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Devastated mother takes leap of faith to set up an alpaca farm in rural P.E.I., welcomes Open Farm Day

Janet Ogilvie with baby alpaca Lager.
Janet Ogilvie with baby alpaca Lager. - Desiree Anstey

Janet Ogilvie made a dramatic lifestyle change and ditched all stress and chaos of city life in Hamilton Ont., to start anew in rural P.E.I.

TYNE VALLEY, P.E.I. - Following the unimaginable loss of her daughter, Janet Ogilvie made a dramatic lifestyle change and ditched all stress and chaos of city life in Hamilton Ont., to start anew as an alpaca farmer in the rural community of Birch Hill, P.E.I.

Janet Ogilvie with her alpaca called Keswick, from left, and her lama Griswold.
Janet Ogilvie with her alpaca called Keswick, from left, and her lama Griswold.

“I was once very materialistic – concerned about the car I drove, the clothes I wore, advancing my career,” she reflected, while glancing with a warm smile at her muddy boots during Open Farm Day on Sunday. “I used to spend my weekends shopping, and it was never enough. I had so much stuff.”

Ogilvie dreamed of bigger ventures while she worked in administration at the University of Guelph, Ont.

“I decided to enroll in the University of Toronto and start an MBA (Master of Business Administration) degree. But six weeks in I lost my daughter, Amanda, and my world turned upside down,” she continued as tears filled her eyes.

“The police knocked on my door to tell me what happened at 2:30 a.m. Amanda had a diabetic crisis and just went to sleep,” she paused, then said, “I just didn’t know what to do.”

“It was more than the rug being pulled out from under my feet because I didn’t just lose my daughter, as if that wasn’t big enough. Amanda was my very best friend, and in many ways was my life partner. I was a single mom and it had been me and the girls since Rachel, my youngest, was 2,” she said, reflecting as Islanders walked through her farm property on Open Farm Day.

Family and volunteers at the farm include Glenys Rodwell, from left, Janet Ogilvie, Tracy Santi, Heather Ransbury, Karen Rhind, and Damien Barlow.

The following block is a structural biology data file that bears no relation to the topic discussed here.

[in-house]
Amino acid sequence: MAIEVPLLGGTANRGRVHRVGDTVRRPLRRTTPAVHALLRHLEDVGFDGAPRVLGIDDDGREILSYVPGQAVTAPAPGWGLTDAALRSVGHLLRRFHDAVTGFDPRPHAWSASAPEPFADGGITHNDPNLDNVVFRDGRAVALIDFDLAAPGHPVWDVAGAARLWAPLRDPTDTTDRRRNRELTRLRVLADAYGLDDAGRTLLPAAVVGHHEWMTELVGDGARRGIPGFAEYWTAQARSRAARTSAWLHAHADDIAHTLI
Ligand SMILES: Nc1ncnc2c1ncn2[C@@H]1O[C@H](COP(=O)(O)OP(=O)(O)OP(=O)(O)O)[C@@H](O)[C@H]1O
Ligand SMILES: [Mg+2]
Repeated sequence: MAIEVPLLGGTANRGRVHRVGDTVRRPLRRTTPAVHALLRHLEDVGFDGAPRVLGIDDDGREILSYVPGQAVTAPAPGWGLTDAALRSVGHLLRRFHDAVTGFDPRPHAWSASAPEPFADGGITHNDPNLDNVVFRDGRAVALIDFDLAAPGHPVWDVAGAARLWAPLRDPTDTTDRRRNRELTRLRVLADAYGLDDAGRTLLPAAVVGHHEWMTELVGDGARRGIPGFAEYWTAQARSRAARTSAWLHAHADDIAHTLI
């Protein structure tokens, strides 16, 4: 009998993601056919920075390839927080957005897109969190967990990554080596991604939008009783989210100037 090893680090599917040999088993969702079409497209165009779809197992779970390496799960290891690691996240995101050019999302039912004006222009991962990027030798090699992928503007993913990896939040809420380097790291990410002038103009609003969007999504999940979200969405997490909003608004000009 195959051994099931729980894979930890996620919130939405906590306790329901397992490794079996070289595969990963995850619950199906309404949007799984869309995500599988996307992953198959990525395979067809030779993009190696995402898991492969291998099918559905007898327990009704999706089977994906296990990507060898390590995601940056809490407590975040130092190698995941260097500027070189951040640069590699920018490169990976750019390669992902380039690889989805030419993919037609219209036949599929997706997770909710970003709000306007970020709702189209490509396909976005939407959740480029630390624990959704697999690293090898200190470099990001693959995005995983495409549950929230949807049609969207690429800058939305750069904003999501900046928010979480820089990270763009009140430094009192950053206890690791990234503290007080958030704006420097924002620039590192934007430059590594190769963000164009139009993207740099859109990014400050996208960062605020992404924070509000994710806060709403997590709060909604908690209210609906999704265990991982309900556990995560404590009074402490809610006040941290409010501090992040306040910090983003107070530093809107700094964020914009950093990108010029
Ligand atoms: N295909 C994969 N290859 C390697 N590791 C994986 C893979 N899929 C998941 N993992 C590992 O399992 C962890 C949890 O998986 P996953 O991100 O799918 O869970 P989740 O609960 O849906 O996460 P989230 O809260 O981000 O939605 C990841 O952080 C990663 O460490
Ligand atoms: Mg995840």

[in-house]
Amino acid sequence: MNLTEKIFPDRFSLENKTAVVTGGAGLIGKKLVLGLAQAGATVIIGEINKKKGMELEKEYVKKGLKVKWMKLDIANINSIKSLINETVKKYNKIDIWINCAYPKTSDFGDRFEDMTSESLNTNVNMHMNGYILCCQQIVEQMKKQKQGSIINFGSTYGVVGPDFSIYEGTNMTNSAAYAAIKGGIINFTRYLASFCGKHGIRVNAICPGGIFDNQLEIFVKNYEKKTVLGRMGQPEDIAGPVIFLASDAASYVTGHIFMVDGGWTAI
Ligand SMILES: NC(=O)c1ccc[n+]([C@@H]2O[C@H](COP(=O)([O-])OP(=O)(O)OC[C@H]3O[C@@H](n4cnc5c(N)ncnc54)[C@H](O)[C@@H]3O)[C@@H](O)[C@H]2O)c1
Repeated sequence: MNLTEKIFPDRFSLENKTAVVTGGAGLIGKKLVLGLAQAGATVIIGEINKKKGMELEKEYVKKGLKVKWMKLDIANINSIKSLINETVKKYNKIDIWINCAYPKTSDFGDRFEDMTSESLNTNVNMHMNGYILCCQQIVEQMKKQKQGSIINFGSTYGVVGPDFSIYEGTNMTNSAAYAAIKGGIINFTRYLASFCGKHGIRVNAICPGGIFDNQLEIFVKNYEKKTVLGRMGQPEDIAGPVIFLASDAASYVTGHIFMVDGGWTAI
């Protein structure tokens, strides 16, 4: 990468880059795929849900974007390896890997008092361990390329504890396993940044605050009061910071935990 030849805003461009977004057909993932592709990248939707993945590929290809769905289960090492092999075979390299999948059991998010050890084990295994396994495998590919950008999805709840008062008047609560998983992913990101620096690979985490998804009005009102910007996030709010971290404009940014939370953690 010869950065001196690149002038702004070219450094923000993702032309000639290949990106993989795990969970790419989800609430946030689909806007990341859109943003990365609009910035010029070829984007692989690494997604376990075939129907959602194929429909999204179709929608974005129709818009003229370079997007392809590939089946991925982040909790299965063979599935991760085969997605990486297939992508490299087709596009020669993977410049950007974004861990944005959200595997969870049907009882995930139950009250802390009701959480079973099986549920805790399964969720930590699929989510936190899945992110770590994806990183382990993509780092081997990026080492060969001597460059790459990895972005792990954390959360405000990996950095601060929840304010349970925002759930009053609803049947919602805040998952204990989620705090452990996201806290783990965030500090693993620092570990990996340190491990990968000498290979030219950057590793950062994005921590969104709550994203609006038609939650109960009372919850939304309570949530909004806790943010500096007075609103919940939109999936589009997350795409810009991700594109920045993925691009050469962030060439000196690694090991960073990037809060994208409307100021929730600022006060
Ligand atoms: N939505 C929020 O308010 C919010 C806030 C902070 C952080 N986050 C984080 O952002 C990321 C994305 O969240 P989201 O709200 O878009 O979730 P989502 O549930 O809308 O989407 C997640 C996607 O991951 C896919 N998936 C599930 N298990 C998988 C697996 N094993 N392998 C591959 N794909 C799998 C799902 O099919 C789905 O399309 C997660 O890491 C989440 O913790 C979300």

Family and volunteers at the farm include Glenys Rodwell, from left, Janet Ogilvie, Tracy Santi, Heather Ransbury, Karen Rhind, and Damien Barlow.

Open Farm Day was started several years ago and allows Islanders the chance to explore the agriculture industry, the people who make it possible and the work they complete on a daily basis.

Turning back to her journey, Ogilvie remembers breaking down about four months after the loss of her daughter. She never returned to work and would eventually be diagnosed with PTSD and receive treatment for the condition at Homeward Health Centre, a mental health clinic in Guelph.

“I feel very grateful that I got to go there,” she said. “There was one young gentleman that I met there from Halifax, but his grandmother lived on P.E.I. He talked about the Island constantly while I was in therapy. It sounded so peaceful and calm.”

In January 2010, Ogilvie took a brave and inspiring leap of faith and relocated to a century-old farm house on an 11-acre property in rural Birch Hill.

She began renovations on the former dairy farm and six weeks later her order of 30 alpacas arrived.

Green Gable Alpacas was born.

The work has not always been easy, but Ogilvie admits she wouldn’t change a minute of it.

“Islanders know how to live simply and enjoy it because where I’m from too many people spend their life rushing around. Before, if I sat on my front porch it was considered wasting time and lazy, but here I can sit on my front porch and just enjoy the day. It’s a very different way to look at life.”

Today there are 29 alpacas and one lama, all with individual personalities.

Alpaca Shilo photobombs Janet Ogilvie.
Alpaca Shilo photobombs Janet Ogilvie.

“Griswold, my lama, is my absolute favourite. He’s got lots of personality and is a gilded male and guard lama. He’s at least 16-years-old and is a little bit goofy, all neck and legs. Keswick is my best alpaca, and he is the foundation of my breeding program. He’s 11-years-old this year.”

The farm has been therapeutic for Ogilvie she acknowledged. Family and students help her run the growing operations, and a friendly pug called Otis is there at the gates to greet visitors.

“I really like this place and I know that I’m supposed to be here, but the kicker is Amanda would have loved it here. But this never would have happened without her, I believe in some way she led me to this place.”

To learn more about Green Gable Alpacas, as well as the products they sell visit www.green-gable-alpacas.myshopify.com.

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